In 2016, the USA spent almost twice as much as other high-income countries on healthcare, yet had poorer population health outcomes. In the U.S., the average salary was $218,173.
The study by researchers at Harvard University and the London School of Economics disputes the long-held belief USA costs are high because patients see doctors too often or otherwise abuse the healthcare system.
A recent report tells about these high health care expenses for which the American spending more.
Other causes of unneeded spending are the overuse of expensive health services, low social spending, and the lack of an adequate number of primary health physicians.
"As the U.S. continues to struggle with high healthcare spending, it is critical that we make progress on curtailing these costs", said first author Irene Papanicolas, visiting assistant professor in the Department of Health Policy and Management at Harvard.
The study will be published March 13, 2018 in JAMA (Journal of the American Medical Association). In the U.S., per capita spending was $1,443.
Senior author Dr Ashish Jha, professor of Global Health at Harvard University, said it's well known that the USA spend way more than peer nations to deliver care, but the common beliefs as to why these costs are so high - too many doctor visits, hospitalizations and procedures - aren't accurate.
"In addition, the reasons for these substantially higher costs have been misunderstood: These data suggest that numerous policy efforts in the USA have not been truly evidence-based".
To find more about the study Woskie with her team worked on the data comparing U.S. healthcare with the 10 leading countries which include, Canada, United Kingdom, Germany, Australia, Japan, Sweden, France, Switzerland, the Netherlands, and Denmark.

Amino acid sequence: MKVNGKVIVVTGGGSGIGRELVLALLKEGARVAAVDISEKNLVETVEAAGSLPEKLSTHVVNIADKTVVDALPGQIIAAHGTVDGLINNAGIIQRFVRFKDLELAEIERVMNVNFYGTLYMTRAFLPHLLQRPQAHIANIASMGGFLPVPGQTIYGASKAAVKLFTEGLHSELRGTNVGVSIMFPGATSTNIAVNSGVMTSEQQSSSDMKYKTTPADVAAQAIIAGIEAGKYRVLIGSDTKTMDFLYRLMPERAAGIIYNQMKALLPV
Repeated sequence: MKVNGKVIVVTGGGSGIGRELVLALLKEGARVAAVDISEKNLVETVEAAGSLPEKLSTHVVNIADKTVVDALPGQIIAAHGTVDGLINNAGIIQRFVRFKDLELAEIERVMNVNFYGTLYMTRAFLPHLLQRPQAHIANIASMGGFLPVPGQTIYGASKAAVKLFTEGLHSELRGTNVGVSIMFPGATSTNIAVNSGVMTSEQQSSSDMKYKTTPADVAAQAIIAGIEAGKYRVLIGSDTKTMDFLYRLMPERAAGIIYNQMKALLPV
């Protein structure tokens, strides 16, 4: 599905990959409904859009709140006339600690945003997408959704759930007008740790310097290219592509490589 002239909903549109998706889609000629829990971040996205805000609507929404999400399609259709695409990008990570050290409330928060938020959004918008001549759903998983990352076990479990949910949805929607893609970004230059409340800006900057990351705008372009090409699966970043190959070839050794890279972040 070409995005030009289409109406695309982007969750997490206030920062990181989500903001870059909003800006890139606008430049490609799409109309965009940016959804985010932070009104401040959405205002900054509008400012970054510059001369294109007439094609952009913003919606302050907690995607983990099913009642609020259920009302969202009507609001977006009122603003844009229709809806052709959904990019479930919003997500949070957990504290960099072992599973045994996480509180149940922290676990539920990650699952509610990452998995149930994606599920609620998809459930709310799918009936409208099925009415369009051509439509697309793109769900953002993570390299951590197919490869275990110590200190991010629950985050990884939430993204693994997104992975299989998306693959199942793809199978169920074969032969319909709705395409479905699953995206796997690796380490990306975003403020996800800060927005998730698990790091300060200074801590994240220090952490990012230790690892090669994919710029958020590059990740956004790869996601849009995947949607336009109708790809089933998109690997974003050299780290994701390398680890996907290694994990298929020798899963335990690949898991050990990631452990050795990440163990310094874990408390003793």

Per capita spending on pharmaceuticals was $1,443 in the US, far higher than the range of $466 to $939 in the other countries studied. The United States spent 17.8% of its gross domestic product in 2016 on healthcare.
The U.S. also has more uninsured citizens than any of the countries examined, with about 10 percent of Americans lacking insurance coverage. 'However, there are many different beliefs as to why this is the case'. It says that the United State doesn't use health care than high-income countries like Germany, Canada, France and Japan. Yet, we found that the USA has comparable rates of utilization overall, with lower numbers of physician visits and hospitalizations, ' Dr Jha said.
Although this is true - USA spends a little less on social services than their peers - investigators claim that this is not responsible for the rising health care costs.More news: How Trump is right and wrong on trade and tariffs
Belief: The U.S. spends too little on social services and this may contribute to higher healthcare costs among certain populations.
'While the U.S. does spend a bit less on social services, it is not an outlier, spending more than countries like Canada, ' Dr Jha said.
Doctors' pay was also much more, with the average salary for a general practice physician in the USA at $218,173, compared to other countries where the range was $86,607-$154,126.
Infant mortality in the US was the highest of any country in the study.
Instead, high prices for labor and goods, including drugs, procedures and administrative services, seemed to be the major reasons, according to the analysis. The U.S. also had the lowest health-adjusted life expectancy, or the average length of time a person lives in good health: 69 years, compared to a mean of 72 years in the other areas.
Doctors and nurses made more money in the USA than in the other countries, with nonspecialist physicians getting salaries of about $218,000, compared to an average of about $123,000 for eight other countries in the study.
For example, the average salary for a general practice physician in the other countries was between $86,607 and $154,126.
"As the USA continues to struggle with high healthcare spending, it is critical that we make progress on curtailing these costs".
"International comparisons are very valuable".
Liana Woskie, assistant director of the Harvard Global Health Institute's strategic initiative on quality, was a co-author of the study.
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People in the USA shell out $9,403 a year on health care services, while wealthy nations like Germany spend on average a little more $5,000.